Assembly of ultracold molecules from laser-cooled atoms
The tunable, anisotropic, long-range electric dipole-dipole interaction that exists between heteronuclear molecules is fundamentally different from the contact interaction that exists in atomic systems. In order to study this interaction, we are interested in creating and trapping a large sample of ultracold polar molecules. To achieve the ultracold temperatures necessary to observe novel behavior, we extended the mature techniques associated with atomic cooling to molecular systems.
In a prior generation of work, we made the first demonstrations of assembling polar molecules from laser-cooled alkali atoms—in particular, RbCs molecules assembled from Rb and Cs atoms.
In these experiments, we began with cold (~100 μK), dense samples of atomic rubidium and cesium held in traditional magneto-optical traps. We illuminated these samples with a resonant laser beam that promotes colliding atomic pairs into a bound, but electronically-excited, molecular state. This process of binding atoms into molecules using laser light is known as “photoassciation”. Following photoassociation, the excited electronic state rapidly decays into rovibrational levels of the ground electronic state, which have long lifetimes. In our earliest work with RbCs, we primarily formed weakly bound vibrational levels in this way, but showed it was possible to transfer them into the vibrational ground state with a pair of additional laser pulses. Later, a more judicious choice of the excited (photoassociation) state allowed molecules to spontaneously decay directly to the absolute rovibrational ground state (v=J=0) of RbCs. This allowed us to continuously produce molecules in this well-defined, stable state.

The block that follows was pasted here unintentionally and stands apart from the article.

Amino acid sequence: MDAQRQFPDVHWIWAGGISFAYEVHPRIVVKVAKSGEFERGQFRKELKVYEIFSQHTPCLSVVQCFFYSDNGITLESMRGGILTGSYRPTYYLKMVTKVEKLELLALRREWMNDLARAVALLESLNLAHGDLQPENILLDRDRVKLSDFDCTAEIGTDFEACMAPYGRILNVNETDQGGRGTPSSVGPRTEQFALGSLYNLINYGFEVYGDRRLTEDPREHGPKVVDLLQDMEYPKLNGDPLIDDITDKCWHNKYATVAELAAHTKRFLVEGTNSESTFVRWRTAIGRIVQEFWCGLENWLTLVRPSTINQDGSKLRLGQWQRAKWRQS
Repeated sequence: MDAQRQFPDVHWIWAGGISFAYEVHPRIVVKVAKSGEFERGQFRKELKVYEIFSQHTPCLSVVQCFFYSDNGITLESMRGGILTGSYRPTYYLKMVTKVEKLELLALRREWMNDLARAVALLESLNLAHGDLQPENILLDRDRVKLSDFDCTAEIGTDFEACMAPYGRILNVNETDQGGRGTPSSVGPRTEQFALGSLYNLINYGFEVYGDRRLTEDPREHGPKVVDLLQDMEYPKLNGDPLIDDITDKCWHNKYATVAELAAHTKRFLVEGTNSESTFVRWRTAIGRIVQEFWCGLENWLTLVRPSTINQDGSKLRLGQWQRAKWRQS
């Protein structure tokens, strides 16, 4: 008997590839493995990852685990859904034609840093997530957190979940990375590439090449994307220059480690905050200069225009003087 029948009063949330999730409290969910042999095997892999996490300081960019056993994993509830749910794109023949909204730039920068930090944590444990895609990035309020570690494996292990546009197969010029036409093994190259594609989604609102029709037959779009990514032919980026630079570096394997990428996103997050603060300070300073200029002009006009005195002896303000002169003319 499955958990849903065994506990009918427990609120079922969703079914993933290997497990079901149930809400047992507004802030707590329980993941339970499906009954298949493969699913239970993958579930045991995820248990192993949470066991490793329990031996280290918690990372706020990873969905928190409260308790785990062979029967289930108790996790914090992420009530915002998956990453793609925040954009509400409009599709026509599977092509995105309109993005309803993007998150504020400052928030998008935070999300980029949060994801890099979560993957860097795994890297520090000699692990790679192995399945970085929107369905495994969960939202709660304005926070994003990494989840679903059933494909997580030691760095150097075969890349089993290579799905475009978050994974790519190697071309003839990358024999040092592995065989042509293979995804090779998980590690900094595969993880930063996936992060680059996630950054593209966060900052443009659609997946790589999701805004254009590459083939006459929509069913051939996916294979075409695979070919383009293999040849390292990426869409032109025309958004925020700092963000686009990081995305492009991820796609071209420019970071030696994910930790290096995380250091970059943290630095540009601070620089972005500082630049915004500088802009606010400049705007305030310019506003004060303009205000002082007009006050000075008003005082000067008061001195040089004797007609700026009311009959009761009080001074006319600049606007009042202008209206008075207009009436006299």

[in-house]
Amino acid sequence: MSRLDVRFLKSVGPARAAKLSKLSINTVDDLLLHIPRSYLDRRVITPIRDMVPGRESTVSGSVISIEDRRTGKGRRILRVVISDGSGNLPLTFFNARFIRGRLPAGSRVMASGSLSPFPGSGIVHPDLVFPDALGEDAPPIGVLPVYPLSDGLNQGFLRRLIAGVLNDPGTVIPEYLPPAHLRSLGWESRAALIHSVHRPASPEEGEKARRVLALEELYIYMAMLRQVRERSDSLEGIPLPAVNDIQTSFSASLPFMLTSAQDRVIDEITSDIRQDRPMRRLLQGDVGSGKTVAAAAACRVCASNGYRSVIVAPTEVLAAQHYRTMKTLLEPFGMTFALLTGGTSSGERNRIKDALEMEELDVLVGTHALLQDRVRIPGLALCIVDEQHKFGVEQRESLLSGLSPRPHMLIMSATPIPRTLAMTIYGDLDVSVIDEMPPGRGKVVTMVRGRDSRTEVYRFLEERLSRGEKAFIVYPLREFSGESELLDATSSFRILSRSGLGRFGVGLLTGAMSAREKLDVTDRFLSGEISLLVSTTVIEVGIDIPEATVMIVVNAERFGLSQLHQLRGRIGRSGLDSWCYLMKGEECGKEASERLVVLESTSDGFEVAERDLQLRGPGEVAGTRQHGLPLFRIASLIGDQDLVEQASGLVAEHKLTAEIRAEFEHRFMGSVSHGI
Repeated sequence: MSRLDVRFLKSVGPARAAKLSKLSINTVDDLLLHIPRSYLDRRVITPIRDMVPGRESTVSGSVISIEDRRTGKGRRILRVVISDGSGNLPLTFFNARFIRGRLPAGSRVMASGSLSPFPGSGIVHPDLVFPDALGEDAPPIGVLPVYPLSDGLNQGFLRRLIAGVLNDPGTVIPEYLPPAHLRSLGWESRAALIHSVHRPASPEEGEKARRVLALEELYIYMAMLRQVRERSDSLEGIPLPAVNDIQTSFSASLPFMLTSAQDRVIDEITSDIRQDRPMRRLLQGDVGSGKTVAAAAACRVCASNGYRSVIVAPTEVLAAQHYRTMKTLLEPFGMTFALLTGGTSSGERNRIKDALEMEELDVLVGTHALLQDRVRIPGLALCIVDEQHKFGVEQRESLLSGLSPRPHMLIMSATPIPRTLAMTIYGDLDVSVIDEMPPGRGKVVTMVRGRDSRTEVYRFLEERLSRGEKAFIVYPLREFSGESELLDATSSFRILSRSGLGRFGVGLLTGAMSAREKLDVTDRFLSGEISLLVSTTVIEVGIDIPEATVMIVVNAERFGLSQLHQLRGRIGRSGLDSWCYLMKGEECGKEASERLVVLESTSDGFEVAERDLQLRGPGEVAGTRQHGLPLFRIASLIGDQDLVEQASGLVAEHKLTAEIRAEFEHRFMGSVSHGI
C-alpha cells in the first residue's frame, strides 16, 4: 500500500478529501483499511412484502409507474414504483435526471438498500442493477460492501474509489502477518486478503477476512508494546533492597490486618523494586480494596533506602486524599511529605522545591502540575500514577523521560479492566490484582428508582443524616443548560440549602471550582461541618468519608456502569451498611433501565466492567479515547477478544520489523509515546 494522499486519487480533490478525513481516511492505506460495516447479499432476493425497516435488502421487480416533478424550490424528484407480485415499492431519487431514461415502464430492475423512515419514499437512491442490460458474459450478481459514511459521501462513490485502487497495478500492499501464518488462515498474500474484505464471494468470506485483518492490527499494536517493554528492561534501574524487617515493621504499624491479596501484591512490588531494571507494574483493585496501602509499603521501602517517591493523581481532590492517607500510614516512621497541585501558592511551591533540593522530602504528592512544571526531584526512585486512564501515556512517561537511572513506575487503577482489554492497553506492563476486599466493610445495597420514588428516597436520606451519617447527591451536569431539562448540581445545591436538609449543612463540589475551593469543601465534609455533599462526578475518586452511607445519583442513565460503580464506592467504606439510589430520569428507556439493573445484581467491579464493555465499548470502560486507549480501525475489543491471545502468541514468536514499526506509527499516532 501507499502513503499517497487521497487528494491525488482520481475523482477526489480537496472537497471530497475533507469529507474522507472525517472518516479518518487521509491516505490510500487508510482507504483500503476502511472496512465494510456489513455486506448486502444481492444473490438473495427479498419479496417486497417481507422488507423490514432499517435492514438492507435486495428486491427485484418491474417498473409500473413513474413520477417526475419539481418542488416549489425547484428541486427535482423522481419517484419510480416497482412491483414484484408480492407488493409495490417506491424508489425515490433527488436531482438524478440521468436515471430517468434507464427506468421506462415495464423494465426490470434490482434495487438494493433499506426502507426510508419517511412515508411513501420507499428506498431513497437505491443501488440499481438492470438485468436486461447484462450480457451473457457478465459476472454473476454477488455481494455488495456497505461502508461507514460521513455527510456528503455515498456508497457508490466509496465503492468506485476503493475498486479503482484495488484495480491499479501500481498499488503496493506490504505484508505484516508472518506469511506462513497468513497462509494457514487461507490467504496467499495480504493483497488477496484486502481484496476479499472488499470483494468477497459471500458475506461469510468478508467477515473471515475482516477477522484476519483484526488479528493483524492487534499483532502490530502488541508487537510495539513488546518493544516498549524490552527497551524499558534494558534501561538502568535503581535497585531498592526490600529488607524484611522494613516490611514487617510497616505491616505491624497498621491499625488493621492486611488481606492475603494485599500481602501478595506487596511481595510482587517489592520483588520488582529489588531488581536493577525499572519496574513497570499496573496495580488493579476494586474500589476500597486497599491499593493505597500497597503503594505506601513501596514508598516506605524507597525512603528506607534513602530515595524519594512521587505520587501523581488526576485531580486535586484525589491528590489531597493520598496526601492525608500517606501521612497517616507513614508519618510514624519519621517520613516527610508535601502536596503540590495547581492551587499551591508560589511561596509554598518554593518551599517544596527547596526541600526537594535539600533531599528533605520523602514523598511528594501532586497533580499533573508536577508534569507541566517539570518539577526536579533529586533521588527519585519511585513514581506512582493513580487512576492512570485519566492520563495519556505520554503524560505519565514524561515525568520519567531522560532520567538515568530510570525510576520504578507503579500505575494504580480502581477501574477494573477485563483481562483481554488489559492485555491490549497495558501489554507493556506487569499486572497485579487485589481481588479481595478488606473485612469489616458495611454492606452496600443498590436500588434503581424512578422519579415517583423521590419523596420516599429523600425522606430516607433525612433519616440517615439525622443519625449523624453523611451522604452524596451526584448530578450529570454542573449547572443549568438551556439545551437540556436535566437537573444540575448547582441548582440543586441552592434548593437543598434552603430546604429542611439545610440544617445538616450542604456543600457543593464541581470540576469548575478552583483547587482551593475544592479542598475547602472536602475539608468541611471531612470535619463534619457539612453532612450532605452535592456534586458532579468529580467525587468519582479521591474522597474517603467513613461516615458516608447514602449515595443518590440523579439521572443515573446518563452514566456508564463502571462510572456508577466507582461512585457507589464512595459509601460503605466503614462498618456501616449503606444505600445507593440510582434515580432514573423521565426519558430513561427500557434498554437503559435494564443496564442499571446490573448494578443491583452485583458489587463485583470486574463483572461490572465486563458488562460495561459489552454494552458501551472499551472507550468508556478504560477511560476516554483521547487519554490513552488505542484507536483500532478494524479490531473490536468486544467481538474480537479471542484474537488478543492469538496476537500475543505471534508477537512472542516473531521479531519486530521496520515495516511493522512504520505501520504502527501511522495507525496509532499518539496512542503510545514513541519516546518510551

We are now beginning a new effort to assemble ultracold molecules from atoms. Here we will use silver (Ag) atoms as one of the constituents. Based on our suggestion, it has recently been shown via ab initio theory that alkali-Ag and alkaline earth-Ag molecules are extremely polar, due to the surprisingly high electron affinity of Ag. We are particularly interested in using assembled molecules of this type for next-generation EDM searches.